No other game companies signed a brief calling for DOMA's repeal.
Folks on gaming forums see Electronic Arts, Microsoft, and Zynga as punching bags just as often as purveyors of entertainment, but you've got to give credit where credit is due. 278 companies recently signed an amicus curiae urging the United States government to repeal 1996's Defense of Marriage Act. Singling out EA, Microsoft, and Zynga may not make much sense initially, but as it turns out, these were the only three gaming companies that signed the brief. If the brief achieves its desired effect, crossing state lines will become much easier for married same-sex couples in the United States.
The amicus cites both moral and practical reasons for opposing the Act. "[The Defense of Marriage Act] puts us, as employers, to unnecessary cost and administrative complexity," the brief reads, "and regardless of our business or professional judgment forces us to treat one class of our lawfully married employees differently than another, when our success depends upon the welfare and morale of all employees." Apart from the three aforementioned companies, heavy hitters like Morgan Stanley, Facebook, Twitter, Starbucks, and Walt Disney threw their weight against DOMA.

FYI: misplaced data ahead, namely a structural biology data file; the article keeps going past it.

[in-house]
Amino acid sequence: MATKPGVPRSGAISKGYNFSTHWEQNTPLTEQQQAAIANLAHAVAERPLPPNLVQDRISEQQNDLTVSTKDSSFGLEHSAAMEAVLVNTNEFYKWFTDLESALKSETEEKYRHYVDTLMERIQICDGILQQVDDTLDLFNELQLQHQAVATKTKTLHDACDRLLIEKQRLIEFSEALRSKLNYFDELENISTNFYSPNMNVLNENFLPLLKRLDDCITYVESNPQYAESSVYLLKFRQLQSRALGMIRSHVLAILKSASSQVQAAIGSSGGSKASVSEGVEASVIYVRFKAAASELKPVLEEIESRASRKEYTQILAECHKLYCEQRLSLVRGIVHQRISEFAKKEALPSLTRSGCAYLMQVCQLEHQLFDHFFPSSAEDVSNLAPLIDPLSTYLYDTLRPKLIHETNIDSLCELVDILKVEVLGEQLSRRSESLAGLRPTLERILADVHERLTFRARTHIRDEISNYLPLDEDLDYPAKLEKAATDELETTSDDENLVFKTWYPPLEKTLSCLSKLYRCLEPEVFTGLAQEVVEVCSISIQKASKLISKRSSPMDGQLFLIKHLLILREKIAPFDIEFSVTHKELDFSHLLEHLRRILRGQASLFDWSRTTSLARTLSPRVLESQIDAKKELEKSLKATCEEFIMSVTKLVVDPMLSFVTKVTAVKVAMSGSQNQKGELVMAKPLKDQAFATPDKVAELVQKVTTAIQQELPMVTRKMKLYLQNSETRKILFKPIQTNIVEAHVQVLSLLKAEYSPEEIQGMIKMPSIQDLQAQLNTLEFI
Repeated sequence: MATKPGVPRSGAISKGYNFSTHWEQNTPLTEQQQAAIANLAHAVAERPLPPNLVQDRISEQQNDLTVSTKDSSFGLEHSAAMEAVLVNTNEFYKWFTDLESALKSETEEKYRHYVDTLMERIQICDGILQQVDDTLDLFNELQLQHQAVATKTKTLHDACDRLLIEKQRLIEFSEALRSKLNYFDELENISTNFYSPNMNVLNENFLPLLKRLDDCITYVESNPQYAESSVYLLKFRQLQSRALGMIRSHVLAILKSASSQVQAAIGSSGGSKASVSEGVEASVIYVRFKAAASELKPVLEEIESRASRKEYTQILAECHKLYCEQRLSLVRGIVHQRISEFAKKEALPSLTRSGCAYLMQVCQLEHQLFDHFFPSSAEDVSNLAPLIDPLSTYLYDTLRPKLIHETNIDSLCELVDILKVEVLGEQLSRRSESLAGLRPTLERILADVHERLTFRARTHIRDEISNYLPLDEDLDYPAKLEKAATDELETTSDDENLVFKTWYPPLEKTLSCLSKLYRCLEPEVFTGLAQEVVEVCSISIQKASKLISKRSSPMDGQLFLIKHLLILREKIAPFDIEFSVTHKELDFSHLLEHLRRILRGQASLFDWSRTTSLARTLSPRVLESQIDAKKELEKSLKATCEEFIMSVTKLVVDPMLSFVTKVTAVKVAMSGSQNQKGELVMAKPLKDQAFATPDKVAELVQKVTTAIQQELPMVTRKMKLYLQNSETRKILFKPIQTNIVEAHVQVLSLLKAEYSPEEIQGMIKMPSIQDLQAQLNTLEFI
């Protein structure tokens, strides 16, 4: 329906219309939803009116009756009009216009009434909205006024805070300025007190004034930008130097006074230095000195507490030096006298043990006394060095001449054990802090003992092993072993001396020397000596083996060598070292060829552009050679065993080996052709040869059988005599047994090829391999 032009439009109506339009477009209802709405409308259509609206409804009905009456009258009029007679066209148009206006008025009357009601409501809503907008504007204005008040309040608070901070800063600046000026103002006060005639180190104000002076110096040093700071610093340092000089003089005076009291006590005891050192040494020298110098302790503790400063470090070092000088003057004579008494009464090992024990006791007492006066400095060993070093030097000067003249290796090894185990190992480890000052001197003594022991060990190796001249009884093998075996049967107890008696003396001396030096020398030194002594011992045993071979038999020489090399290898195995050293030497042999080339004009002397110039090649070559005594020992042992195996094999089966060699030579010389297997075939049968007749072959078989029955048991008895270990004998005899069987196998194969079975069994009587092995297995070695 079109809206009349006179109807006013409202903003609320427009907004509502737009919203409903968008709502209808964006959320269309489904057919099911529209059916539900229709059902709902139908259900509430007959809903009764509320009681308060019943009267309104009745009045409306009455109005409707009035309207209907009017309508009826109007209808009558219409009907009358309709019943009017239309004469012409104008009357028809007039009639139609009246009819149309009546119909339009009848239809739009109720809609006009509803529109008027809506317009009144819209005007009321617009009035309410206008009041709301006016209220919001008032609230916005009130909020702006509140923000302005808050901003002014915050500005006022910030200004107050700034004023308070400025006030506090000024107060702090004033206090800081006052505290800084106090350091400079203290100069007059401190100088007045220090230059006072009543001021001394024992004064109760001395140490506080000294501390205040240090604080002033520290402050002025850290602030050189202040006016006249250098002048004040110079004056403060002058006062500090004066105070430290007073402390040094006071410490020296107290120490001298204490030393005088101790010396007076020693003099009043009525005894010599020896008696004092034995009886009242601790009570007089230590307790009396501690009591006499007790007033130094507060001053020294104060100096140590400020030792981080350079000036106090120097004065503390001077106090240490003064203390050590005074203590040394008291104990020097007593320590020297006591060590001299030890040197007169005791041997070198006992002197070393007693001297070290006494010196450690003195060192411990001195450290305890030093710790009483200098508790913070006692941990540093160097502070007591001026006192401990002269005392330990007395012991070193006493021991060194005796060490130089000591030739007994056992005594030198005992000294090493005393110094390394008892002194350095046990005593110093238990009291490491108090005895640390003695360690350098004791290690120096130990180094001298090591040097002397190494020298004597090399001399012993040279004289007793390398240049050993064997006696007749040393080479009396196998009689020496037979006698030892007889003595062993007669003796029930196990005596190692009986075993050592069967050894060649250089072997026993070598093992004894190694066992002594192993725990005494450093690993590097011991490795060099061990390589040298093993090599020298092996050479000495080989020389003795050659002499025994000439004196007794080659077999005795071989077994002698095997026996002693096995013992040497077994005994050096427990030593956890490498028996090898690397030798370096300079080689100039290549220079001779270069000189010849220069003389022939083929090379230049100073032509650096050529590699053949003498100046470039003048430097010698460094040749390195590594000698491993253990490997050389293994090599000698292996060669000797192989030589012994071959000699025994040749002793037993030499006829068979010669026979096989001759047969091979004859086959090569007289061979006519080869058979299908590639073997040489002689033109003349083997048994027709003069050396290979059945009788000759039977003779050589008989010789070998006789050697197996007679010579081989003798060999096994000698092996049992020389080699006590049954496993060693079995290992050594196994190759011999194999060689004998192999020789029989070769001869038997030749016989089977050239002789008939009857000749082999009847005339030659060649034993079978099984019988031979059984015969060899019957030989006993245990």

Signed into law by former president Bill Clinton, the Defense of Marriage Act defines marriage at a federal level as a union of one man and one woman. While this in no way compromises the rights of individual states to marry same-sex couples, it can make traveling across state lines extremely difficult. A same-sex couple that gets married in one state and moves to another state that does not recognize such a marriage could lose all of the legal benefits of marriage, including tax breaks, Social Security benefits, and power of attorney.
While the amicus cites chiefly business concerns, EA, Microsoft, and Zynga have still made a firm gesture in support of equal rights for same-sex couples, and by extension, the larger LGBT community. If this doesn't work out, hopefully more gaming companies will join in on the next amicus curiae.